(Click to enlarge)

Source: Lazard's 2023 Levelized Cost Of Energy+ 

Irish believes Terrestrial’s IMSR plant, with its “best-in-class heat supply”, will produce the gas even cheaper.

The IMSR produces heat of 600 C, costs less than $6 per million British Thermal Unit (MMBTU) and can produce electric power at less than $50 per MWh, the company says.

“These two energy streams when coupled to high-temperature electrolysis produce clean hydrogen at about $1.70 to $2.20 per kilo of hydrogen from a 250-tons-a-day plant,” Terrestrial says.

The IMSR plant is designed to be sited close to its industrial end user, which could save on high costs associated with storing and transporting hydrogen from its production point to the offtaker.

“With the ability to locate near the end user, an IMSR plant addresses the storage and transport challenges of making hydrogen as it supports hydrogen production at the point of consumption,” says Irish.

All the tools in the box

Canada’s Bruce Power, meanwhile, runs the second largest nuclear power station in the world with an eight-reactor plant that produces, when in full operation, some 6,400 MW to the Ontario power grid which is likely to be increased to 7,000 MW after extensive reforms.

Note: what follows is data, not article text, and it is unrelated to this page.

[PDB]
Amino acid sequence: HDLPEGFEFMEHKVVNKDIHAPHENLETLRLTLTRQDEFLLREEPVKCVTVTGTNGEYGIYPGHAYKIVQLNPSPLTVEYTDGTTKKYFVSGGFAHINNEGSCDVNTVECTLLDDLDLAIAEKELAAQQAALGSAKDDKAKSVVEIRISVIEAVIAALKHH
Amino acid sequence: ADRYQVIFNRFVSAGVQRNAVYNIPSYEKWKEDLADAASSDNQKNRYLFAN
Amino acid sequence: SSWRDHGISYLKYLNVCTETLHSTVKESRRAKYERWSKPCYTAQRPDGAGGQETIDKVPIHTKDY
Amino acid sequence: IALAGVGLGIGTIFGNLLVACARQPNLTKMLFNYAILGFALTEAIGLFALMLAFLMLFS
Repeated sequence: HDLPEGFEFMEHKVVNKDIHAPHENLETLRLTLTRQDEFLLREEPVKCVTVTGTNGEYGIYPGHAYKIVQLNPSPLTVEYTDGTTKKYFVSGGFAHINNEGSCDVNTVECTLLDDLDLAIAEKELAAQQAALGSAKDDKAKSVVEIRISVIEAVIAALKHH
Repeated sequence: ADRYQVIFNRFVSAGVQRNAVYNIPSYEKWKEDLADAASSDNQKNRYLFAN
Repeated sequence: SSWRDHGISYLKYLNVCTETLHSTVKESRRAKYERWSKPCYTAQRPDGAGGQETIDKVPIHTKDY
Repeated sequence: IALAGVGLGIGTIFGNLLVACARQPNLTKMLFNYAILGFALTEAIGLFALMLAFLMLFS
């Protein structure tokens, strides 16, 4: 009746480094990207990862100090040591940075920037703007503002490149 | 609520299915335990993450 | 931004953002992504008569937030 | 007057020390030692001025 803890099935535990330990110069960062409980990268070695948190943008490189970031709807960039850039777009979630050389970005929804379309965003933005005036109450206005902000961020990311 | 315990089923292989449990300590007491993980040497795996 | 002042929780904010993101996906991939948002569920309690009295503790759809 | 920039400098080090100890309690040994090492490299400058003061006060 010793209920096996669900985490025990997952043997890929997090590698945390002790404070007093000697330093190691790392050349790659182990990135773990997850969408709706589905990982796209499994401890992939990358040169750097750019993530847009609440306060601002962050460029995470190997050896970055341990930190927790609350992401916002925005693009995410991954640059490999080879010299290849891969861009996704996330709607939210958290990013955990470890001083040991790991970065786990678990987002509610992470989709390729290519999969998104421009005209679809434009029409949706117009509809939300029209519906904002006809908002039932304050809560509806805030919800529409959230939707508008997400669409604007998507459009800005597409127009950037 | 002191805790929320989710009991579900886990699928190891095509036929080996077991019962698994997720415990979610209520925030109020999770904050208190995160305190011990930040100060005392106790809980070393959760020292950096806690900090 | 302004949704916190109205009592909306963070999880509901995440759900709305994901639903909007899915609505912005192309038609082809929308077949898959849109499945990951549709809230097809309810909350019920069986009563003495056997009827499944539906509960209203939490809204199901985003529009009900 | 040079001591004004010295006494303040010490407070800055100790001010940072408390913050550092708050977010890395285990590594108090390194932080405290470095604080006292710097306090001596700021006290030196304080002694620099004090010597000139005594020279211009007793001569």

The plant is in the midst of a 13-year, multi-billion-dollar refurbishment and part of the reform is looking at other technologies that could complement its electricity production.

Bruce Power is collaborating on a feasibility study to determine opportunities for hydrogen production using excess electricity, or curtailed power.

Canada envisions hydrogen from non-carbon-emitting sources delivering up to 30% of end-use energy by 2050, according to the “Hydrogen Strategy for Canada”, a strategy the government says is a call to action.

“We need every clean energy tool in the toolbox. We look at pump storage, net zero technologies, we look at hydrogen, and we say those are all technologies that are complimentary with this foundation we’re building and growing,” Executive Vice President, Operational Services & Chief Development Officer at Bruce Power James Scongack told Reuters Events Nuclear.

By Paul Day